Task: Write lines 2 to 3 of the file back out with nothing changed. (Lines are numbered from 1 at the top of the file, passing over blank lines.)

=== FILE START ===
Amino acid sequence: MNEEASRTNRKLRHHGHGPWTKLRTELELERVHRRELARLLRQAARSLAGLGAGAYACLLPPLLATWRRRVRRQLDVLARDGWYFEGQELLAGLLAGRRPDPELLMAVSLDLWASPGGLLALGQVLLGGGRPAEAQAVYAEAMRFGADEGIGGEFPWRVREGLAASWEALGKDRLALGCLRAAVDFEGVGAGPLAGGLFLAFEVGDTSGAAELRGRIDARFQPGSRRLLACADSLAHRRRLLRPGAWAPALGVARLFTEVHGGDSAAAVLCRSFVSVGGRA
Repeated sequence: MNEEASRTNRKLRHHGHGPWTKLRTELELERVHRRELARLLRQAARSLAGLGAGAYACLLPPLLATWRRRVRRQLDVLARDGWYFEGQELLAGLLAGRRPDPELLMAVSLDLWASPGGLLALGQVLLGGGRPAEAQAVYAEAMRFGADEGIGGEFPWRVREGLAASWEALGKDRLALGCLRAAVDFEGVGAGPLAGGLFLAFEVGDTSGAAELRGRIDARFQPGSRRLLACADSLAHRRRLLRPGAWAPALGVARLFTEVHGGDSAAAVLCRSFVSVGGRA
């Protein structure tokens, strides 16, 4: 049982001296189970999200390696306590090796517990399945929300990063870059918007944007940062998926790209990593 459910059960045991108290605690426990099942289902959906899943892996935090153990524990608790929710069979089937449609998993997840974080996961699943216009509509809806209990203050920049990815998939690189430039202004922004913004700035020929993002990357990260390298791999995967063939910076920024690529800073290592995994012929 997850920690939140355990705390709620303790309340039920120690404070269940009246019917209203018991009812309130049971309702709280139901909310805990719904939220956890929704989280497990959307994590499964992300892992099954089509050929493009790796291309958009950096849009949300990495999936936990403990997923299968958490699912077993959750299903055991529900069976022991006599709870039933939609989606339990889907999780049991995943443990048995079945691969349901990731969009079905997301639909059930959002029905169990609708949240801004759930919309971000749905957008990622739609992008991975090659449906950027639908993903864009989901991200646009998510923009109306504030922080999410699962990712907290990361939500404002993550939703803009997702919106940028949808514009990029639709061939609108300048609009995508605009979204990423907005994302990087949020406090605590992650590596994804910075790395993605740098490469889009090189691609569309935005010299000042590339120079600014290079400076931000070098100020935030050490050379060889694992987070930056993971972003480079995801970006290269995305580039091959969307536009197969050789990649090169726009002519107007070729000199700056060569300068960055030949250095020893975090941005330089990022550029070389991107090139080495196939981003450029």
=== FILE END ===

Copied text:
Repeated sequence: MNEEASRTNRKLRHHGHGPWTKLRTELELERVHRRELARLLRQAARSLAGLGAGAYACLLPPLLATWRRRVRRQLDVLARDGWYFEGQELLAGLLAGRRPDPELLMAVSLDLWASPGGLLALGQVLLGGGRPAEAQAVYAEAMRFGADEGIGGEFPWRVREGLAASWEALGKDRLALGCLRAAVDFEGVGAGPLAGGLFLAFEVGDTSGAAELRGRIDARFQPGSRRLLACADSLAHRRRLLRPGAWAPALGVARLFTEVHGGDSAAAVLCRSFVSVGGRA
């Protein structure tokens, strides 16, 4: 049982001296189970999200390696306590090796517990399945929300990063870059918007944007940062998926790209990593 459910059960045991108290605690426990099942289902959906899943892996935090153990524990608790929710069979089937449609998993997840974080996961699943216009509509809806209990203050920049990815998939690189430039202004922004913004700035020929993002990357990260390298791999995967063939910076920024690529800073290592995994012929 997850920690939140355990705390709620303790309340039920120690404070269940009246019917209203018991009812309130049971309702709280139901909310805990719904939220956890929704989280497990959307994590499964992300892992099954089509050929493009790796291309958009950096849009949300990495999936936990403990997923299968958490699912077993959750299903055991529900069976022991006599709870039933939609989606339990889907999780049991995943443990048995079945691969349901990731969009079905997301639909059930959002029905169990609708949240801004759930919309971000749905957008990622739609992008991975090659449906950027639908993903864009989901991200646009998510923009109306504030922080999410699962990712907290990361939500404002993550939703803009997702919106940028949808514009990029639709061939609108300048609009995508605009979204990423907005994302990087949020406090605590992650590596994804910075790395993605740098490469889009090189691609569309935005010299000042590339120079600014290079400076931000070098100020935030050490050379060889694992987070930056993971972003480079995801970006290269995305580039091959969307536009197969050789990649090169726009002519107007070729000199700056060569300068960055030949250095020893975090941005330089990022550029070389991107090139080495196939981003450029």